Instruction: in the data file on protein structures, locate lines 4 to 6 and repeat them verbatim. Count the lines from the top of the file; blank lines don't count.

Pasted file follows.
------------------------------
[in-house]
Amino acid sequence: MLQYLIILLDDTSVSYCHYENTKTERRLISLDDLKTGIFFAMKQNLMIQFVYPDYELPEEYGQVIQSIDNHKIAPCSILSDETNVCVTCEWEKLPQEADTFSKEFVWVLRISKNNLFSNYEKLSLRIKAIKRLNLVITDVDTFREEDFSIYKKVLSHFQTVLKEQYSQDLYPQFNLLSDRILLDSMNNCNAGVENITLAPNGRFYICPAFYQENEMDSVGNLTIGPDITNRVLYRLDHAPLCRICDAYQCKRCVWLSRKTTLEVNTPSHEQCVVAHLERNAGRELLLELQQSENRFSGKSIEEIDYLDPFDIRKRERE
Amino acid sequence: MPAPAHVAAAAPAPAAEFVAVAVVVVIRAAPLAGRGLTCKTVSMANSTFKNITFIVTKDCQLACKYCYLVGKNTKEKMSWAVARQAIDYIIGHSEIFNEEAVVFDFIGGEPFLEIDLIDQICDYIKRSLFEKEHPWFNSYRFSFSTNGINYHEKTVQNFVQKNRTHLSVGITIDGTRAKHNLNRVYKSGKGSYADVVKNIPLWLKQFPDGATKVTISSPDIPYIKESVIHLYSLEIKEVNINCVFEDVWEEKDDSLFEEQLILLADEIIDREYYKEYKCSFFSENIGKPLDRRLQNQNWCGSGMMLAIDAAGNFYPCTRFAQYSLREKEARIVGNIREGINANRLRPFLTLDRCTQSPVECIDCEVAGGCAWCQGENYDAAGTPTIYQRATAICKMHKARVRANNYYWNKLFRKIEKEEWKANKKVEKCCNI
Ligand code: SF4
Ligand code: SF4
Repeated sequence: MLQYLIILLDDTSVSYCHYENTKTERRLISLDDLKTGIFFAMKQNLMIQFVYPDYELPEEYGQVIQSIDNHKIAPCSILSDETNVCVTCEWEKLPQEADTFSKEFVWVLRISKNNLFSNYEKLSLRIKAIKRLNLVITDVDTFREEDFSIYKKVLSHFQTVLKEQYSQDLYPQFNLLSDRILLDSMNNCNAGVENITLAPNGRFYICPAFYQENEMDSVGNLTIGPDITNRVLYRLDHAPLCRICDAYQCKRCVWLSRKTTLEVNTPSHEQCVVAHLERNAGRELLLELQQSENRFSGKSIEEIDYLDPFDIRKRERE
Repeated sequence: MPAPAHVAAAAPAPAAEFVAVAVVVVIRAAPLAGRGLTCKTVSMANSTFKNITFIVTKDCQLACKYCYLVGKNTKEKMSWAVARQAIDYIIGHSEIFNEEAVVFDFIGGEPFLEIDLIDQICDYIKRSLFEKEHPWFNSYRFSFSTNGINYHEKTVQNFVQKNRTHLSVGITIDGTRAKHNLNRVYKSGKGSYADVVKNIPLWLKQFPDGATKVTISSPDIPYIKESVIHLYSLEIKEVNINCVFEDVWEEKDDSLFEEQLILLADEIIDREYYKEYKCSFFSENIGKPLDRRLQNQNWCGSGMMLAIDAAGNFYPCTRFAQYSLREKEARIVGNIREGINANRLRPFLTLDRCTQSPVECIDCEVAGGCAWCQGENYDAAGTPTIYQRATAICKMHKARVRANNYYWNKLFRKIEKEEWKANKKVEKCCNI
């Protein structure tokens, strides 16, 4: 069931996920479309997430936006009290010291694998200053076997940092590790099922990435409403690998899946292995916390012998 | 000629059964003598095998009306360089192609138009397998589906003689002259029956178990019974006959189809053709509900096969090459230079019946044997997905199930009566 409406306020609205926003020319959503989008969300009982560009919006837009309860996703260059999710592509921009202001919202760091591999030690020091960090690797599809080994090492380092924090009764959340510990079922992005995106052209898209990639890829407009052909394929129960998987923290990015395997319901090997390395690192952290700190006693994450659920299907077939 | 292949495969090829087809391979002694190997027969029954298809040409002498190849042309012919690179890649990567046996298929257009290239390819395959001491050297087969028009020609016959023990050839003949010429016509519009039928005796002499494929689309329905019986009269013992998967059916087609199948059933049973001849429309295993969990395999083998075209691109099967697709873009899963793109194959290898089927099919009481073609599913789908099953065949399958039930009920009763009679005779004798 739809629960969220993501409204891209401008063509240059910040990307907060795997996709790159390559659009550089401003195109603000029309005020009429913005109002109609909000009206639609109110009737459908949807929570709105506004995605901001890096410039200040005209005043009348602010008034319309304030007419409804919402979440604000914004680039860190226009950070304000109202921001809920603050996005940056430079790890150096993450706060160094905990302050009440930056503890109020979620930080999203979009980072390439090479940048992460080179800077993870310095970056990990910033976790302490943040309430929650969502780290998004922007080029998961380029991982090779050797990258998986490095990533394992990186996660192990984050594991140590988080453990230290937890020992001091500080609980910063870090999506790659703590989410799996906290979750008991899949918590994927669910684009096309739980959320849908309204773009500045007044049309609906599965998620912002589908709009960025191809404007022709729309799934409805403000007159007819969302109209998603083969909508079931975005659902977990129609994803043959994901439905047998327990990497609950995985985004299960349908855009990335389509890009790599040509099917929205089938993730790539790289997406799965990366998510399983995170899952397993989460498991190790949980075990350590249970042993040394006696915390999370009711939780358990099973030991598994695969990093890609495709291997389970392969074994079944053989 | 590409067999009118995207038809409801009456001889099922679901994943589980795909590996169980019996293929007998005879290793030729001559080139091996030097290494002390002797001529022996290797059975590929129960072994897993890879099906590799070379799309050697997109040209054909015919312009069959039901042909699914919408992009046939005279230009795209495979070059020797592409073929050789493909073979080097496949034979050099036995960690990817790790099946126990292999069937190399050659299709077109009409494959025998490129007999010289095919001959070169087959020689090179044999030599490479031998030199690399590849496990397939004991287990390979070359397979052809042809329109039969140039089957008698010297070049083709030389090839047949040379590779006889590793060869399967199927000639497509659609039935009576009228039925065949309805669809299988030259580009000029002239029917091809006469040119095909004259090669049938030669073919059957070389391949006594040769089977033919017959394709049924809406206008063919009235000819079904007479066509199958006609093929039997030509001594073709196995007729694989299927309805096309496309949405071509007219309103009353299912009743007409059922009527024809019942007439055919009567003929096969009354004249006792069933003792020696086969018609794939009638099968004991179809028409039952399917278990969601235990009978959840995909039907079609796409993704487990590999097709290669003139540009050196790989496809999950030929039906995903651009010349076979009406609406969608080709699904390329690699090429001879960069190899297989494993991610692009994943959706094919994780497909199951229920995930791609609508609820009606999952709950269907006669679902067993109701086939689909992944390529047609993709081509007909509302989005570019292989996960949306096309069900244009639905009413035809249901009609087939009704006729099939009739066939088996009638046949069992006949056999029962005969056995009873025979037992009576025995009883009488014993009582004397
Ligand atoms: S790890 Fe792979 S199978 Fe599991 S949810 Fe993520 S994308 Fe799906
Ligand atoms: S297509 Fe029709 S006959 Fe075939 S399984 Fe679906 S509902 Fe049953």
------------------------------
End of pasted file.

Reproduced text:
Ligand code: SF4
Ligand code: SF4
Repeated sequence: MLQYLIILLDDTSVSYCHYENTKTERRLISLDDLKTGIFFAMKQNLMIQFVYPDYELPEEYGQVIQSIDNHKIAPCSILSDETNVCVTCEWEKLPQEADTFSKEFVWVLRISKNNLFSNYEKLSLRIKAIKRLNLVITDVDTFREEDFSIYKKVLSHFQTVLKEQYSQDLYPQFNLLSDRILLDSMNNCNAGVENITLAPNGRFYICPAFYQENEMDSVGNLTIGPDITNRVLYRLDHAPLCRICDAYQCKRCVWLSRKTTLEVNTPSHEQCVVAHLERNAGRELLLELQQSENRFSGKSIEEIDYLDPFDIRKRERE